In the warmth of storiesOctober 21, 2019 16:42 IST
UK-based Vergine Gulbenkian shares how she has been under the spell of stories for more than 28 years
Vergine Gulbenkian’s journey with storytelling began 28 years ago. The UK-based storyteller has a vivid memory of the day when, as a 22-year-old, she shared her first story in London. “It was a little story that my grandmother had told me and the environment was comfortable,” she recalls during a visit to the city for a performance and workshop organised by the British Council.
Vergine grew steadily as a storyteller, with her work in schools, museums and international festivals. As a child, she had heard stories from her Armenian grandparents, who fled Turkey due to genocide. She enjoyed the stories and her interest in performance led to her reciting poetry and studying drama. Apart from watching a few inspiring performances, she saw a film on Mahabharata and the richness of stories made her hungry for more. Her research into the rich Armenian oral tradition, makes the storyteller say, “I found the material in storytelling to be traditional but rich; it is myth and epic and very nourishing for the soul. As a storyteller, you are a director, actor and writer.” This opportunity to dive into a world of stories and compose something individually left her spellbound and her storytelling became a direct and essential form of communication after studying drama.
Her stories have an unifying thread that hold some meaning for her and are relevant for people. Her small stories become ingredients for a bigger show. One of her stories, ‘Cradle of Life’ on motherhood and a rocking cradle was actually conceived from a radio telescope. In it, she included kinetic stories about the Mother goddess including Tibetan, the Babylon and Mesopotamian stories on the birth of human and destruction. “I also put in lullabies in different languages,” she says. Her recent work, a love epic has content collected in parts during a visit to Armenia. But she is not ready to share it until she puts other tales — a little snippet about her great grandmother escaping from a fire and a ‘fantastic tale about a fire bird that wrapped itself around this love epic.’ She loves the Mahabharata, Ramayana and Panchatantra and feels the stories — especially the mythological ones — remain relevant. “They give us a sense of a grander scale. We value individuality these days but to put it in a perspective of something much greater, where we are just a a speck in the process of one universe of the thousands of universes; I find that helpful and being with the world at the moment.”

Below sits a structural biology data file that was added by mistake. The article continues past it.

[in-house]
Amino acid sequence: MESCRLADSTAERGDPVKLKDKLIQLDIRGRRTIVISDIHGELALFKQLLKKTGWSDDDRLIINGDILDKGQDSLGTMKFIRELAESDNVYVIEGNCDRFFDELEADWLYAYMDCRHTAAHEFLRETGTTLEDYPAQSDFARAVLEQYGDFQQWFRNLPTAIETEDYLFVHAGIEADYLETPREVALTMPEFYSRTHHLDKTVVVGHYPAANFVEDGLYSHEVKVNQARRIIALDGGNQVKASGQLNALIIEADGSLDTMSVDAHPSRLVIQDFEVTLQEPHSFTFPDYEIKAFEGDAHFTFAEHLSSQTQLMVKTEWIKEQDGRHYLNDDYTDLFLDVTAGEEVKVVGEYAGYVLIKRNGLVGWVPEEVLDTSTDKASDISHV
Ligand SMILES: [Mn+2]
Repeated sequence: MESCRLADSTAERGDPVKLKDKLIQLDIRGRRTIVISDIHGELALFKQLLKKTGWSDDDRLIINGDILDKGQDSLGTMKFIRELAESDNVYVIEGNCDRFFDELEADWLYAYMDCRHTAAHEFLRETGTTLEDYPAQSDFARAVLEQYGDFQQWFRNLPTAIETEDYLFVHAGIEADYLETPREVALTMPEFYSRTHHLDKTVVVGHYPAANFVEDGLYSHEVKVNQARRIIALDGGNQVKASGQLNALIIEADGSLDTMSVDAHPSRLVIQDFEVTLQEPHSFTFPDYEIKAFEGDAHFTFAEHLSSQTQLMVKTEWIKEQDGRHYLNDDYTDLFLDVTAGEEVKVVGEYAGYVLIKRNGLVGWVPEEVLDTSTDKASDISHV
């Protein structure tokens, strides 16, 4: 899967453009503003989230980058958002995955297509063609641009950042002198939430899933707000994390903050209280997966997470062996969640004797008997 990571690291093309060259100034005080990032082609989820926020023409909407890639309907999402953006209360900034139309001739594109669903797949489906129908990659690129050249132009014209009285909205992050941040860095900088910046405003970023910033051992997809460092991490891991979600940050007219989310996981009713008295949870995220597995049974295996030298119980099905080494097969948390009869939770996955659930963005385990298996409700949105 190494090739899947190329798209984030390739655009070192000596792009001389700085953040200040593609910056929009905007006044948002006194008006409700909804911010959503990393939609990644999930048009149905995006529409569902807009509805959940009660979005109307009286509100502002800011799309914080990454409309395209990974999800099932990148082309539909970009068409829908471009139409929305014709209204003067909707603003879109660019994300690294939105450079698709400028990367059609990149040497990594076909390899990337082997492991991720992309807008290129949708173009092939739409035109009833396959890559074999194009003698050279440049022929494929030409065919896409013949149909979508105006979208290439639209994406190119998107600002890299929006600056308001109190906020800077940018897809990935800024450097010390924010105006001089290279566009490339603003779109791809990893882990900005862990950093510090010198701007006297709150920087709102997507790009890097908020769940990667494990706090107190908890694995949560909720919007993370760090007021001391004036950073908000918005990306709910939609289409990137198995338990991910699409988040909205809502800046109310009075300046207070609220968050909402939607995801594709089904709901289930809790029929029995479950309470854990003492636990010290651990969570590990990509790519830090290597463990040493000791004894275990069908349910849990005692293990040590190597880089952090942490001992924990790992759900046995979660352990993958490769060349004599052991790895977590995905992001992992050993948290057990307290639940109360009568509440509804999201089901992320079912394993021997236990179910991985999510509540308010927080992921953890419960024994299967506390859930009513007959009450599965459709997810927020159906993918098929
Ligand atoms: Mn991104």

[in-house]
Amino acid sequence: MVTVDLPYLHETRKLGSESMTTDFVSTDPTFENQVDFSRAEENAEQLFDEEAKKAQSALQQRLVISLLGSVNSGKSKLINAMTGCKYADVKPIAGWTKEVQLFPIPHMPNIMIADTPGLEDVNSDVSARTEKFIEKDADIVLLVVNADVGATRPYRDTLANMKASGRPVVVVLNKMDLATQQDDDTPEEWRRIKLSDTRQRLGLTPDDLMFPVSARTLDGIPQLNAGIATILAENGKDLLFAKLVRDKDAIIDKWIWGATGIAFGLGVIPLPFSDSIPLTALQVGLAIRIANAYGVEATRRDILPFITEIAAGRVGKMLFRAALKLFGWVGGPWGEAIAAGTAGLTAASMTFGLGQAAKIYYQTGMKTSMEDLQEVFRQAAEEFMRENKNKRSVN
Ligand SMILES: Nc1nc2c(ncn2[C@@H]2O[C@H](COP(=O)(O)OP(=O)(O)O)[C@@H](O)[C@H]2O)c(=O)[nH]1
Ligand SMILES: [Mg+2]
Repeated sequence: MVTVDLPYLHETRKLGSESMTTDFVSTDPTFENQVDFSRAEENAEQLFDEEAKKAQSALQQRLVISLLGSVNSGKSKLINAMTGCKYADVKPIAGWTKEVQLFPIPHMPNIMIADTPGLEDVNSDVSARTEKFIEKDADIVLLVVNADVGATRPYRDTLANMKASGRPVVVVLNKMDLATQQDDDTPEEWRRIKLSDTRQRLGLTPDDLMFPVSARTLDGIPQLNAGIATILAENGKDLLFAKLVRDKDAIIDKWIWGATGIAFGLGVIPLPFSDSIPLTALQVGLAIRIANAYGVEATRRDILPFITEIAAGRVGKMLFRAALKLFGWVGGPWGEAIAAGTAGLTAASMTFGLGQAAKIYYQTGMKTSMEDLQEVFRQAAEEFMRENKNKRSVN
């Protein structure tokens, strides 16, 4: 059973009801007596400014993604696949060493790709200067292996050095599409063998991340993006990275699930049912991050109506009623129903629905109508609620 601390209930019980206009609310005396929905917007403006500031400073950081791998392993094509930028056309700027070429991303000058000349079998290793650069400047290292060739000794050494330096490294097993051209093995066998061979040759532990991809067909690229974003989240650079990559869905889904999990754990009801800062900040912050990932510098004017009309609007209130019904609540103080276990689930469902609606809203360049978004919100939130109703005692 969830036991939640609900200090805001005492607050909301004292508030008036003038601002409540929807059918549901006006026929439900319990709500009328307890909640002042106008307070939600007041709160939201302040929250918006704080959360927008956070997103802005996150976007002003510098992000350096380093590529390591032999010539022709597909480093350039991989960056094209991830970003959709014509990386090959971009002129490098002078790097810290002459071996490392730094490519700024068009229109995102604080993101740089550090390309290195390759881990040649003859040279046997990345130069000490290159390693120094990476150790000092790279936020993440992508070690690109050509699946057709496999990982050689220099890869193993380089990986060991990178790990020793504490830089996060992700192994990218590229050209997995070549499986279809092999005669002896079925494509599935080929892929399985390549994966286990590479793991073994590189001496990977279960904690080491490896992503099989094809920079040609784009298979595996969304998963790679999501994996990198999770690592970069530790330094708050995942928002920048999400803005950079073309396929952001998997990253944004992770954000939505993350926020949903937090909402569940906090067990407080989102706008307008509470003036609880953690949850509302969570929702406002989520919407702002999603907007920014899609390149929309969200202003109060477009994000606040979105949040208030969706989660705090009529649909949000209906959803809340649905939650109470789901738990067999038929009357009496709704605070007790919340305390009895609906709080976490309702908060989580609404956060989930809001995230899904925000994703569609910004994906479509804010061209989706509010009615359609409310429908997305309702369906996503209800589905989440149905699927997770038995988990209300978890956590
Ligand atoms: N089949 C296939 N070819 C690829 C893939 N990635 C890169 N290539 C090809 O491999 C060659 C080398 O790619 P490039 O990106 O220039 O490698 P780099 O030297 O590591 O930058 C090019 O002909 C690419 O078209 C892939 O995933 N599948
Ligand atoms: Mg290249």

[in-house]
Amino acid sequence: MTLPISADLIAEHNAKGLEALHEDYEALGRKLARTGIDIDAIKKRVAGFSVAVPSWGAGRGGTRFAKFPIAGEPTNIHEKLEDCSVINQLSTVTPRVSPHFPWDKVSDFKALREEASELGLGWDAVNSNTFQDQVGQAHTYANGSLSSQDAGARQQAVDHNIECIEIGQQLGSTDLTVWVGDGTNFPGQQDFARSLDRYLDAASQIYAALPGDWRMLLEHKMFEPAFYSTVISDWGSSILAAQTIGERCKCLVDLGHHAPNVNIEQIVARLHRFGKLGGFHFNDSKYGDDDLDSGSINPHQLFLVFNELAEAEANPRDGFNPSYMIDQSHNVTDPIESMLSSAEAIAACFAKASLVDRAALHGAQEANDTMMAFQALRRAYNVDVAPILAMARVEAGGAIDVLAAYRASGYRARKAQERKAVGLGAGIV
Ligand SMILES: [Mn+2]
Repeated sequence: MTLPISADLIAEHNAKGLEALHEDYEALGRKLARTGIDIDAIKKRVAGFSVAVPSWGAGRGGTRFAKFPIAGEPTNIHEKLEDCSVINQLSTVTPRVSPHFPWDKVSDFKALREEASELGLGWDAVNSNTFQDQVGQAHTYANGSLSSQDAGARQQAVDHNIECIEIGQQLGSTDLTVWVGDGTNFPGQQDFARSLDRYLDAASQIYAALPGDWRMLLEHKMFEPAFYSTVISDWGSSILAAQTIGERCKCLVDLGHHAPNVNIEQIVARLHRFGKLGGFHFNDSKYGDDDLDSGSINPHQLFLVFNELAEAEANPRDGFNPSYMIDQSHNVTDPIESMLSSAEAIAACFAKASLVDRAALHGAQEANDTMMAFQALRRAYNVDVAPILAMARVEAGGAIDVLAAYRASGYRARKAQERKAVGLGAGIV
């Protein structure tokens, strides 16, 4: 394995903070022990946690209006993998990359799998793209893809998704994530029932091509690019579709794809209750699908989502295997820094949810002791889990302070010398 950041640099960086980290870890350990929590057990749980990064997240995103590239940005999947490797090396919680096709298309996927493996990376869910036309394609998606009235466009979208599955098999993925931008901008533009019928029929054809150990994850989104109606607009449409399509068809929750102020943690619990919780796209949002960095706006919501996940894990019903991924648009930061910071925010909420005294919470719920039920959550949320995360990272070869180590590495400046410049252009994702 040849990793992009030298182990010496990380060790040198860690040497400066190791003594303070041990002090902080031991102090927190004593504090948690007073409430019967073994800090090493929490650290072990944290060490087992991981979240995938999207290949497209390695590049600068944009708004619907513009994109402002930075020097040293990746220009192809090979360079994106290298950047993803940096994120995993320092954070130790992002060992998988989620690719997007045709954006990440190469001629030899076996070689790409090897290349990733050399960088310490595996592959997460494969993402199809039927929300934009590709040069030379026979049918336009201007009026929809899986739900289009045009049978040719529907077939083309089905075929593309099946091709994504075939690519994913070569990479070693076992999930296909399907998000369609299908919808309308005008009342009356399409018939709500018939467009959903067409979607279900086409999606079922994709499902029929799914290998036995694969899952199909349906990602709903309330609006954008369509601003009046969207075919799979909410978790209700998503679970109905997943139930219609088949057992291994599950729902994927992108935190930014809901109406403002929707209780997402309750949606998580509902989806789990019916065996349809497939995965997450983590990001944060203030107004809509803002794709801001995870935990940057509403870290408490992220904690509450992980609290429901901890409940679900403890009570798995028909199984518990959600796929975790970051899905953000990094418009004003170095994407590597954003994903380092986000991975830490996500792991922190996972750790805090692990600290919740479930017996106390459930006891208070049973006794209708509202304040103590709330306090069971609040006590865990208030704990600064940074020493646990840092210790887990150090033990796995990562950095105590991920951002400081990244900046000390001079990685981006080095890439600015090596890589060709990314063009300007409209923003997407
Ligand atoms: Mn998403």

Stories connect to one’s soul emotionally and make even the mundane look magical; they create an impression on the young minds and relax and stimulate adults. “The beauty of a story is that it works on a subconscious level and that is why I can’t stand when people interpret, analyse or tell morals in it. It needs to be left open and works like magic which is why it is important especially for children,” she points out adding the narrative works two ways. “When I tell a story, I respond to the audience every moment and we are co-creating because we are alive to the moment.” Confessing that it is not easy to make a living out of storytelling, she says, “It requires resilience, persistence and perseverance and I have not become adaptable to tell any story just to earn a living,” adding other ways of earning a living keep her love of storytelling alive.